Sure, it’s easier to get lost in the sea of Web videos, between YouTube’s memes and Vimeo’s fledgling filmmakers, but we must do something to keep the quality.

America has already been sucked deep into reality shows like “The Real Housewives”, “The Bachelor”, “Survivor” and “American Idol.” Personally, I don’t need to turn on the TV to see what other people’s “real” lives are scripted to look like. It’s all just a bunch of cat fights and teary-eyed nonsense anyway.

But here’s to forward-thinking operations. It’s 2011, come on guys. If a show musters up a hardcore niche fanbase, no matter how relative sized it may be, that’s got to be something worth banking on. What about iTunes launching its own series? Season pass only.

Or how about Comcast, who now owns NBC and controls plentiful TV pipes, going iPad-only on a show like the Event? We can AirPlay it or Slingbox it onto our widescreens and get the full experience for a fraction of the investment.

I know the writers over at Pop Culture Junkie would agree.

It’s time to find new ways of keeping the good content alive when a major network station can’t afford to take a risk or think outside the damn box.

Current TV adds Olbermann to shake things up

The tectonic plates of the American media landscape are starting to shift once again.

Two major events have given me a new spirit of hope in news media, both occurring this week. And both by Tuesday!

First off, Keith Olbermann, the former liberal host of MSNBC‘s “Countdown” announced that he will be starting a new show on Current TV, the fledgling entertainment and world affairs network founded by former Vice President Al Gore and businessman Joel Hyatt in 2005.

Olbermann told reporters on a conference call Tuesday morning that it will be an “amplified and stronger version of the show that I just did.”

But the even bigger news here is that Olbermann will become Current Media’s Chief News Officer and take an equity stake in the company. Meaning he will be up there with Joel, Al and CEO Mark Rosenthal as one of the hotshots.

Current’s own employees didn’t know a thing until the New York Times announced it.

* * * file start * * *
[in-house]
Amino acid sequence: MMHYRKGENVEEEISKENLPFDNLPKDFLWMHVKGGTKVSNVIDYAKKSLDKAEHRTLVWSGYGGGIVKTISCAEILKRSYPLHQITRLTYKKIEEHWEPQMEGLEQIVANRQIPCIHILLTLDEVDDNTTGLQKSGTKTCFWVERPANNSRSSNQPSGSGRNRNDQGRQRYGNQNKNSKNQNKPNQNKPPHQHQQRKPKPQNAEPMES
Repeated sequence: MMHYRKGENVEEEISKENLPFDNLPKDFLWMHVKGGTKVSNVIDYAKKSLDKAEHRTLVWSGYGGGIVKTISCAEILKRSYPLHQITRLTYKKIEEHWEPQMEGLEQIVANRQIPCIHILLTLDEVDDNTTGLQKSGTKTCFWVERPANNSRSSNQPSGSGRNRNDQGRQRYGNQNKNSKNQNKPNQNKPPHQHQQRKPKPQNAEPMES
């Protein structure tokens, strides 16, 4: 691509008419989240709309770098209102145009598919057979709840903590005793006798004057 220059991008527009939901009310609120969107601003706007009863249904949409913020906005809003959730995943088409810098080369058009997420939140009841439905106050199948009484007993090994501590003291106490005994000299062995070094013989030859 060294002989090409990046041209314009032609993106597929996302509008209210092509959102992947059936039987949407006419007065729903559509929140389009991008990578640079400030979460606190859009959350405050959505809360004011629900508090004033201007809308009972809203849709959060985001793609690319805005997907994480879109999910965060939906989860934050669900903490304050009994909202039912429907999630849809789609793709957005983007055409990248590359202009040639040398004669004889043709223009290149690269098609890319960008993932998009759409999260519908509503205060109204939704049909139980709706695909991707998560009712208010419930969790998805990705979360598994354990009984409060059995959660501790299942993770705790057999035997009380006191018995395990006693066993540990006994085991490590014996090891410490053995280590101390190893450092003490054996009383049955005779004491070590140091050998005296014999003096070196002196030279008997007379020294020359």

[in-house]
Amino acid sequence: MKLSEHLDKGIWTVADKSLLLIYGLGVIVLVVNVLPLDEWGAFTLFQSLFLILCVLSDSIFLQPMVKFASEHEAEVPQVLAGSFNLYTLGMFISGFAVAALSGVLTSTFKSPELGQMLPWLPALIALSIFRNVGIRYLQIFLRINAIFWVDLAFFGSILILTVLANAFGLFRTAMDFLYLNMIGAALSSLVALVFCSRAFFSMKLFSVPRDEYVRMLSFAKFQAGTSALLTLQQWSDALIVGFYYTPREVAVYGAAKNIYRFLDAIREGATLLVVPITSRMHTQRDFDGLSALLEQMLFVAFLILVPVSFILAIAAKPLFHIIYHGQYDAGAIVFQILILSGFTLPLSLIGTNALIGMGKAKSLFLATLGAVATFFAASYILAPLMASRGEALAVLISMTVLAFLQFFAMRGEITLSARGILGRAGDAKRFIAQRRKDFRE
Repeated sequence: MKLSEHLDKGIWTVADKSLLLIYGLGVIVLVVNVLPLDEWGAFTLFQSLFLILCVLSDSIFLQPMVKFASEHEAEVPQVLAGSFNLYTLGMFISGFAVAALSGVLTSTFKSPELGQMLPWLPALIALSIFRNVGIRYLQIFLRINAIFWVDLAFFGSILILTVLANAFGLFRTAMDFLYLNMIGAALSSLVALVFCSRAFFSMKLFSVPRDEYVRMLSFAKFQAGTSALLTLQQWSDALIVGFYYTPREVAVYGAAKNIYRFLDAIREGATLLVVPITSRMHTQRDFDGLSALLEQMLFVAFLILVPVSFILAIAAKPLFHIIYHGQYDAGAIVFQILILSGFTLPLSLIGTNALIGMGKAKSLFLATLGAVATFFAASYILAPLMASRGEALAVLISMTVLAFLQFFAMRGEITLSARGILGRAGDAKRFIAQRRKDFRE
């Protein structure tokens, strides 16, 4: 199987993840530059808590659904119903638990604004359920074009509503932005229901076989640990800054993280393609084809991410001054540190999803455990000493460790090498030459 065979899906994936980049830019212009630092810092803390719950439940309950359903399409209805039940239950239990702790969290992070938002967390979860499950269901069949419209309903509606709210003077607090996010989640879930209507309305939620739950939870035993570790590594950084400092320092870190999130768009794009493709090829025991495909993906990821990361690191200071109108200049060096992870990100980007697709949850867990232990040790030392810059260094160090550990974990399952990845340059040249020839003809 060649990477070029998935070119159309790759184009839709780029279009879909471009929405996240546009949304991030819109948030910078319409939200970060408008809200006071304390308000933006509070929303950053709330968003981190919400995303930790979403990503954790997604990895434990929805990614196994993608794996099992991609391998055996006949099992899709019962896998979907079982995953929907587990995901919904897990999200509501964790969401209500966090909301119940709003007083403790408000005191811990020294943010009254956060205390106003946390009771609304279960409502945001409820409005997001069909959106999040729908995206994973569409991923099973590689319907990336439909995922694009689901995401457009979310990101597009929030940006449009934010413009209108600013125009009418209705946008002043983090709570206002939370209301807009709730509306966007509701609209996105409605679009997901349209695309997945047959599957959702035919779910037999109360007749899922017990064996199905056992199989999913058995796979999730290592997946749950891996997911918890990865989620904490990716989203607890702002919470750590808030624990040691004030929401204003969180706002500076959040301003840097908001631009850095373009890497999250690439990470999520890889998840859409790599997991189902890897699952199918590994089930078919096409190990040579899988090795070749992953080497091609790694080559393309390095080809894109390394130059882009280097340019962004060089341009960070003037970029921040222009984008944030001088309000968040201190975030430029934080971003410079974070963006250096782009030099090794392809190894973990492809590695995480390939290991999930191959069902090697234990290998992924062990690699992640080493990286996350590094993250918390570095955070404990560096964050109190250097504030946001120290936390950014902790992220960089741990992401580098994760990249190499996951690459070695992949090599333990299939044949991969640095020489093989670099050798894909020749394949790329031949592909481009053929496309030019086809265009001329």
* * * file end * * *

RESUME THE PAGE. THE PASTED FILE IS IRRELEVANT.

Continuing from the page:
At least that’s what Mariana Van Zeller, one of the investigative reporters in Current’s investigative documentary series “Vanguard“, told me today in an e-mail.

Keep an eye on this five-year-old channel, because despite setbacks and low ratings, (around 25,000 viewers during prime time) shows like Vanguard, infoMania and now Olbermann’s are worthy of your attention.

Full disclosure of course: I interned for Vanguard in 2009. Blogged about my experience here and also contributed to Current’s news blog here and here.

Read more about Current’s reinvention here from MediaBistro.

….

NEXT UP: AOL + HuffPost = a reinvention of the news wheel?

I think I see a pattern, Hollywood…

We’ve all experienced how the media repeats, regurgitates and reiterates itself in so many ways.

Any typical “breaking” “news” story (see balloon boy, Tiger Woods, White House party crash, and on and on) turns into an ugly mess of clichés and sensationalism on a regular basis. Who can keep track of who’s liberal, moderate or conservative anymore when they’re all ditching coverage of the war, our president and Congress to latch onto the latest scandal.

And that’s just the news media these days.

The entertainment side seems to be throwing fists these days, trying to make a hit out of something – I take that back, anything. Which is fine, I guess, to see Megan Fox’s rack sell a movie, or Hollywood picking up way too much on a trend like the latest: vampires. Gone are Buffy and Angel, here are: True Blood, Twilight, The Vampire’s Assistant, and don’t forget — The Vampire Diaries. I’m sure I’m missing a few, but you get the point.

Either way, all of this brings me to something I found pretty hilarious. A couple posters a bit too similar for (hopefully) any average consumer’s taste…no pun intended:

A striking similarity between “Jennifer’s Body” and “True Blood” —

lick in the lips left

lickin the lips right

OH…and don’t forget Six Feet Under, with the lipstick, reminding me of the above posters.

lipsticking the lips

…But the avoid the cliché award shockingly goes to Lipstick Jungle for simply showing the women and not the lipstick.

no lips here

The economy…still an issue

calopoly1

Back on January 27, The Poly Post put out “the economy issue” and created CALOPOLY, the economic crisis game of chance, distress, and foreclosures.